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Common Signs of Pain in Animals

How to recognize the common signs of pain in animals

It’s not uncommon for pets to get injured. With all the outdoor activities and rough-and-tumble play throughout the day, accidents are certainly unavoidable. While injuries are a source of pain for many animals, health ailments are also responsible for pain and discomfort in pets. Pain commonly causes changes in an animal’s demeanor and often indicates that they are experiencing discomfort. Behaviors like whimpering, anxiety, and other changes are the ways our animals communicate to us that there is something wrong and they need our help.

Dogs and cats have different ways of showing pain, but there is some overlap in the behaviors that these animals display if they’re feeling under the weather. Some of these shared behaviors may include:

  • Decrease or loss of appetite
  • Quiet or submissive behavior
  • Hissing, howling, whimpering or growling
  • Increased and excessive grooming, licking self, biting self, etc.

While there are many similar pain-related behaviors among dogs and cats, here are some symptoms that can often be unique to each animal.

Signs of Dog Pain

Unique to dogs, these indicators can signal that a trip to the vet is in order:

    • Increased aggression. Unlike cats, dogs can display aggression if they aren’t feeling well. Don’t take this behavior personally. Aggression when sick is known as a defense mechanism used to protect against unwanted bothering.

 

  • Restlessness. A dog in pain may not be able to settle down comfortably. If your dog seems agitated and stiff, watch for a limp and lethargy – these can be important clues for recognizing hip pain or arthritis. A dog that arches their back or tends to stretch more than usual may also be indicating back pain or spinal issues.

 

  • Squinting. Dogs with eye pain may react by squinting. Smaller pupils can also be an indication of pain. Corneal ulcers and other eye diseases should be treated immediately to reduce the chances of permanent damage.

Signs of Cat Pain

Often quiet and lackadaisical, it can be hard to know when these creatures are hurting. So how exactly do you know if a cat is in pain? Keep a lookout for these behaviors:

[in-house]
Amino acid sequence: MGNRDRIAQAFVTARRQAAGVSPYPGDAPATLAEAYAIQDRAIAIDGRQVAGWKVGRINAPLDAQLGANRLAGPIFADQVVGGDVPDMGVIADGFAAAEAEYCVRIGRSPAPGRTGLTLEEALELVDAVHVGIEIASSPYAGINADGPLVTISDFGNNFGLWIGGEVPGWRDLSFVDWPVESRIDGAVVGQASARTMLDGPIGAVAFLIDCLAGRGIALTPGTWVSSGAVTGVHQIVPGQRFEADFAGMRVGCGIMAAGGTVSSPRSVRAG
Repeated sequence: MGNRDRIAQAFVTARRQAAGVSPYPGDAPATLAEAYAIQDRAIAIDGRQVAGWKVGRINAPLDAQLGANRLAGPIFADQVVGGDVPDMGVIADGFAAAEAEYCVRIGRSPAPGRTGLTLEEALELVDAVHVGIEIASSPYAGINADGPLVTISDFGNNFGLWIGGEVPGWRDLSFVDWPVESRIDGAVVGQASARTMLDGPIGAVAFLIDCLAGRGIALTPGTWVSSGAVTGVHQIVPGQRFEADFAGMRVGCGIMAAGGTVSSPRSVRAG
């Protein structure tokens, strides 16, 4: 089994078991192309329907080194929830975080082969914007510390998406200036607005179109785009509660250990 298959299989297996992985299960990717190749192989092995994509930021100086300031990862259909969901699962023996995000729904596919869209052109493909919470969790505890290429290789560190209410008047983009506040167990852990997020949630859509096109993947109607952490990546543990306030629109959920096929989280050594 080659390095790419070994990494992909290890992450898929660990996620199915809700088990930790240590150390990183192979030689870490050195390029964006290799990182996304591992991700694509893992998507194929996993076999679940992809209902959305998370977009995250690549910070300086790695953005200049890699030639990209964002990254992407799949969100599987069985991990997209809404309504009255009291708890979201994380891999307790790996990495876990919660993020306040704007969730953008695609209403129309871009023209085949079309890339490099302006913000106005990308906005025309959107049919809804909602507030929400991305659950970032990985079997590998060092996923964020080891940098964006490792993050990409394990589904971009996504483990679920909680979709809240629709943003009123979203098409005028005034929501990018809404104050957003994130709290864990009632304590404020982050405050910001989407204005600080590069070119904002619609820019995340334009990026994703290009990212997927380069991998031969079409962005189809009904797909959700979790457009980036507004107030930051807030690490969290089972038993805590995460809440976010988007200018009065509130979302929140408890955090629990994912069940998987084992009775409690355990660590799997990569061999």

• Hiding. Hiding is one way that cats can ensure that they won’t be bothered. Typically social creatures, a cat that’s in hiding for long periods of time may be a sign of something awry.
  • Hunching posture. A change in posture can signal a cat in pain. Sitting with their paws underneath them, showing disinterest in their surroundings or sitting alone could indicate a number of different health ailments, including abdominal pain, constipation, urinary infections and in some cases an abscess, cancer, pancreatitis, feline panleukopenia, or gastrointestinal obstruction.
  • Trouble using the litter box. Back or hip pain can prevent a cat from crouching in the right position to use the litter box. Feces and urine on the sides of the box may hint that your cat is having some mobility issues.

 

What to do when your dog or cat shows signs of pain

If your pet is exhibiting one or more of these behaviors, it’s best to take them in for a visit with your veterinarian. Even though animals can be masters at masking their injury or ailments, it’s important that you still take your pet to the vet for further examination. There are many options available to treat pain in animals including analgesic medications, physical rehabilitation, acupuncture, laser therapy, and therapeutic massage. Your vet can provide insight into what’s happening with your pet, and discuss treatment options. If you suspect your pet may be experiencing pain and discomfort, make an appointment with your vet right away. The team at AZPetVet is available 7 days a week to help you ensure your pet is living their best life, pain free.

Disclaimer: Not intended to be a substitute for professional veterinarian advice, diagnosis, or treatment. Always seek the advice of your veterinarian with any questions you may have regarding the medical condition of your pet. If you think your pet has a medical emergency, call or visit your veterinarian or your local veterinary emergency hospital immediately.

 

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